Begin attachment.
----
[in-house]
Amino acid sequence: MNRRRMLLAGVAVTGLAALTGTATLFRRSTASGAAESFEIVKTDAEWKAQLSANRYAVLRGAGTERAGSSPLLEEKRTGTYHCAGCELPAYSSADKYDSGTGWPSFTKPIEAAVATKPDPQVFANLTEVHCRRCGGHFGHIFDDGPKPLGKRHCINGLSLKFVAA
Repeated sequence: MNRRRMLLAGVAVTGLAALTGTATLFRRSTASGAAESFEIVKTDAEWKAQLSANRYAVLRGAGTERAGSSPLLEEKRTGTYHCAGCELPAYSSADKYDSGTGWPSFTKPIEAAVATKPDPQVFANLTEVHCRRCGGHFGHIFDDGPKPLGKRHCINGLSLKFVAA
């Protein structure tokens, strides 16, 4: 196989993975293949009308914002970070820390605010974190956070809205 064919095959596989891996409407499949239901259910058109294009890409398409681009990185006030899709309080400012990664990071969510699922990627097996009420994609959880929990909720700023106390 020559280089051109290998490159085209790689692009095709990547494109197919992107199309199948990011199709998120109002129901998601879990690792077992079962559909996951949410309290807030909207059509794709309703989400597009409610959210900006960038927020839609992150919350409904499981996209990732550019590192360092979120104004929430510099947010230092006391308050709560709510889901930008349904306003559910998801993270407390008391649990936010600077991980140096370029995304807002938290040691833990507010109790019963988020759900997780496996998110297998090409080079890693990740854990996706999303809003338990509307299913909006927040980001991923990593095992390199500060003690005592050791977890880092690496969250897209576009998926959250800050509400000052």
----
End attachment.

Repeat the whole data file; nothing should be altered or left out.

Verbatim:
[in-house]
Amino acid sequence: MNRRRMLLAGVAVTGLAALTGTATLFRRSTASGAAESFEIVKTDAEWKAQLSANRYAVLRGAGTERAGSSPLLEEKRTGTYHCAGCELPAYSSADKYDSGTGWPSFTKPIEAAVATKPDPQVFANLTEVHCRRCGGHFGHIFDDGPKPLGKRHCINGLSLKFVAA
Repeated sequence: MNRRRMLLAGVAVTGLAALTGTATLFRRSTASGAAESFEIVKTDAEWKAQLSANRYAVLRGAGTERAGSSPLLEEKRTGTYHCAGCELPAYSSADKYDSGTGWPSFTKPIEAAVATKPDPQVFANLTEVHCRRCGGHFGHIFDDGPKPLGKRHCINGLSLKFVAA
């Protein structure tokens, strides 16, 4: 196989993975293949009308914002970070820390605010974190956070809205 064919095959596989891996409407499949239901259910058109294009890409398409681009990185006030899709309080400012990664990071969510699922990627097996009420994609959880929990909720700023106390 020559280089051109290998490159085209790689692009095709990547494109197919992107199309199948990011199709998120109002129901998601879990690792077992079962559909996951949410309290807030909207059509794709309703989400597009409610959210900006960038927020839609992150919350409904499981996209990732550019590192360092979120104004929430510099947010230092006391308050709560709510889901930008349904306003559910998801993270407390008391649990936010600077991980140096370029995304807002938290040691833990507010109790019963988020759900997780496996998110297998090409080079890693990740854990996706999303809003338990509307299913909006927040980001991923990593095992390199500060003690005592050791977890880092690496969250897209576009998926959250800050509400000052």